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Editorial: Defeating imposter syndrome

Brown is a special place, but it can also be a place where it is difficult to feel special. Surrounded by thousands of other high-powered, brilliant individuals, it is easy to lose sight of how and where one belongs. But if this mentality — known as imposter syndrome — persists, it can be limiting. Each student at Brown is here for a reason, and while it may take some time to understand what that reason is, that is nonetheless a necessary reminder.

Students should never feel unnecessary to the Brown community. We all take an active role in our education; we just do so in different ways. Because students engage in different lifestyles, they contribute to the Brown environment in diverse ways. This year, 8.5 percent of applicants were accepted to the Class of 2019 — a miniscule proportion of applicants that substantiates the University’s claim that it hand-picks a student body that will flourish at Brown. Dean of Admission Jim Miller ’73 told the Herald last year, “We will never bring a student here that we do not think will be successful.”

Redefine what success means to you, and make the most of your time at Brown, even if it entails trying new things. During one’s time at Brown, one should not shy away from getting involved in new ways both on and off campus. Apply for an Undergraduate Teaching and Research Award, a Cogut Center Fellowship, a split-semester or even a job for which you may not feel entirely qualified — regardless of outcome. Even in the realm of interviews and applications, practice makes perfect, and each attempt bequeaths lessons learned and newfound confidence.

It’s easy to lose perspective on College Hill, which, from its perch above the rest of Providence, can seem insular and often isolating. But no matter how you look at it, Brown is a highly skewed environment, unrepresentative of what lies beyond its borders. This is something to embrace, but it must also serve as a point of awareness. While undergraduates make a life on College Hill for four years, what they learn during that time is not only relevant to campus but can also be readily applied to life after Brown. Your Brown experience is what you make of it, so make it a healthy challenge, and don’t underestimate yourself. Surrounded by a cushion of peers and faculty members who are here to support the student body, knowing that you belong is a necessary step to defeat imposter syndrome in order to push yourself in new directions and take ownership over your time at Brown.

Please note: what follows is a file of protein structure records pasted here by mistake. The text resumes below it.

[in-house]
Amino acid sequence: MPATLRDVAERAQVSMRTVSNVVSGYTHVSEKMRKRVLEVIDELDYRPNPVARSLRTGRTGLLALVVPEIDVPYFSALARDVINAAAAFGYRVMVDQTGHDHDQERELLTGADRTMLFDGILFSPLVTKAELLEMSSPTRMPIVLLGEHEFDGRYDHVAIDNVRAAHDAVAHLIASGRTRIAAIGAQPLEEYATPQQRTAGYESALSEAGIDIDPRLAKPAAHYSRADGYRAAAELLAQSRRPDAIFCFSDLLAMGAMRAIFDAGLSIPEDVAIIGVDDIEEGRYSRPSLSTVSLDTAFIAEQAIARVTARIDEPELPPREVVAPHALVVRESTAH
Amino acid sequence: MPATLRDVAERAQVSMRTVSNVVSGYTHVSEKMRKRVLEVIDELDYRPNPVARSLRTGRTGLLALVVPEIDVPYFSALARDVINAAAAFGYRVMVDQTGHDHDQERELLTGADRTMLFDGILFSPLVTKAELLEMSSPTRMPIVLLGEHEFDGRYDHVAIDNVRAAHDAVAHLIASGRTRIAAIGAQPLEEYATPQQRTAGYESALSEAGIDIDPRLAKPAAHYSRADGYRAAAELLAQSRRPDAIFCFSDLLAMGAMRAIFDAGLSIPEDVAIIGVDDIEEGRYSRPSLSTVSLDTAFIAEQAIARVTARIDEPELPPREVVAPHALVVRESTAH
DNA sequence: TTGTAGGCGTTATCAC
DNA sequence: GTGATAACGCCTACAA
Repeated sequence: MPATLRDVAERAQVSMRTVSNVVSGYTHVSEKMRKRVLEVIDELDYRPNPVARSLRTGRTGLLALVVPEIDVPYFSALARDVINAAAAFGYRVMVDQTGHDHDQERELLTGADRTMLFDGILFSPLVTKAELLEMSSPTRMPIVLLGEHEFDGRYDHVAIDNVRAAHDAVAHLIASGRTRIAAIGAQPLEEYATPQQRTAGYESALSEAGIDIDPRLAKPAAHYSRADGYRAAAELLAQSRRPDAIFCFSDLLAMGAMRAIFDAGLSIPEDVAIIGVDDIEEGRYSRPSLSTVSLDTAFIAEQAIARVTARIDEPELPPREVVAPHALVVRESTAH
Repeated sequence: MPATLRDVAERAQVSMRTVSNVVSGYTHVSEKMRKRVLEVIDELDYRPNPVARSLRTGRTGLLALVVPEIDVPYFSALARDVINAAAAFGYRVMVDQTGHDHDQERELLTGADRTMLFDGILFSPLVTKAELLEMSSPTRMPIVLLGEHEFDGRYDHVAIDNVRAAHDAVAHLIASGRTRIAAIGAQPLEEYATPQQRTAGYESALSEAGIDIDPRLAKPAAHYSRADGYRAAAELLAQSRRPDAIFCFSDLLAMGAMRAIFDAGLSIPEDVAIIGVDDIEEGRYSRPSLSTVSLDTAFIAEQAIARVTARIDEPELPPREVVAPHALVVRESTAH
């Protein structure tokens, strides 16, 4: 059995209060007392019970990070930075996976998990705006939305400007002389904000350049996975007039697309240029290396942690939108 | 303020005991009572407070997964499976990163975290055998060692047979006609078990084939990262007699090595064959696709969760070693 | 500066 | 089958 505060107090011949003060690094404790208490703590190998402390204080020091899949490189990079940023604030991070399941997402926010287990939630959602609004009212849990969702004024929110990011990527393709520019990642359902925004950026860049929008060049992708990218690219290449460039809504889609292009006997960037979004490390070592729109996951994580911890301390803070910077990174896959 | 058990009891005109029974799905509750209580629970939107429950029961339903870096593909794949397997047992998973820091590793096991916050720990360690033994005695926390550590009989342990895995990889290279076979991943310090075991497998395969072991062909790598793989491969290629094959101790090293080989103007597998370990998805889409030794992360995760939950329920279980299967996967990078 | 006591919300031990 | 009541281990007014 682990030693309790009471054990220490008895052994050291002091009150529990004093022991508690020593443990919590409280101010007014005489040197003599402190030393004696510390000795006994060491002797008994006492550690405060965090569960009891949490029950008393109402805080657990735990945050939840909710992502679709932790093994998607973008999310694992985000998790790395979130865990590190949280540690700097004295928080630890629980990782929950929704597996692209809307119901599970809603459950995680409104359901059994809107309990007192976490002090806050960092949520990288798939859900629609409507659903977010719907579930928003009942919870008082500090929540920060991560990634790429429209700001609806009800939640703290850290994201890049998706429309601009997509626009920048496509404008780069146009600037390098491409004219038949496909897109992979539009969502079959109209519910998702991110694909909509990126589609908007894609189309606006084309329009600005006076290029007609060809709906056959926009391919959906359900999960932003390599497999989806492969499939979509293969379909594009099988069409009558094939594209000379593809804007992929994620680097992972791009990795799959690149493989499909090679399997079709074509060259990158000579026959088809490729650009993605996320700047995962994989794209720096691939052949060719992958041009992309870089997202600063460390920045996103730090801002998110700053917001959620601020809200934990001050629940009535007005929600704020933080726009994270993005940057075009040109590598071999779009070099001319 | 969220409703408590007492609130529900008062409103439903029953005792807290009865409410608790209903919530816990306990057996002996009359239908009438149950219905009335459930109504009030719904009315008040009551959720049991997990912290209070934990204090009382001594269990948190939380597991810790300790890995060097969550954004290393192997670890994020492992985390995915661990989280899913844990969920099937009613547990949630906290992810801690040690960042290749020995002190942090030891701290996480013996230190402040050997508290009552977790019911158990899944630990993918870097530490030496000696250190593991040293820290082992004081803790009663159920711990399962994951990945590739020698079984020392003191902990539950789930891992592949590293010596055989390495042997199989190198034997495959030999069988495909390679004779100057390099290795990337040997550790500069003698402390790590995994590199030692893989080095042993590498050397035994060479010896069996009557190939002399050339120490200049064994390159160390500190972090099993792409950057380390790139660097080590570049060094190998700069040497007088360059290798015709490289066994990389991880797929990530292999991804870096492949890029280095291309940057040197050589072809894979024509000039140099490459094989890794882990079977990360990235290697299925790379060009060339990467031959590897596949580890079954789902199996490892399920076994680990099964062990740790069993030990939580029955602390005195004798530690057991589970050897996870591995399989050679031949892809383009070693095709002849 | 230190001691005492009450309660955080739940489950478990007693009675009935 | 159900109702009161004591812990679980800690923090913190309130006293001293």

Editorials are written by The Herald’s editorial page board: its editors, Alexander Kaplan ’15 and James Rattner ’15, and its members, Natasha Bluth ’15, Manuel Contreras ’16, Baxter DiFabrizio ’15, Mathias Heller ’15 and Aranshi Kumar ’17. Send comments to



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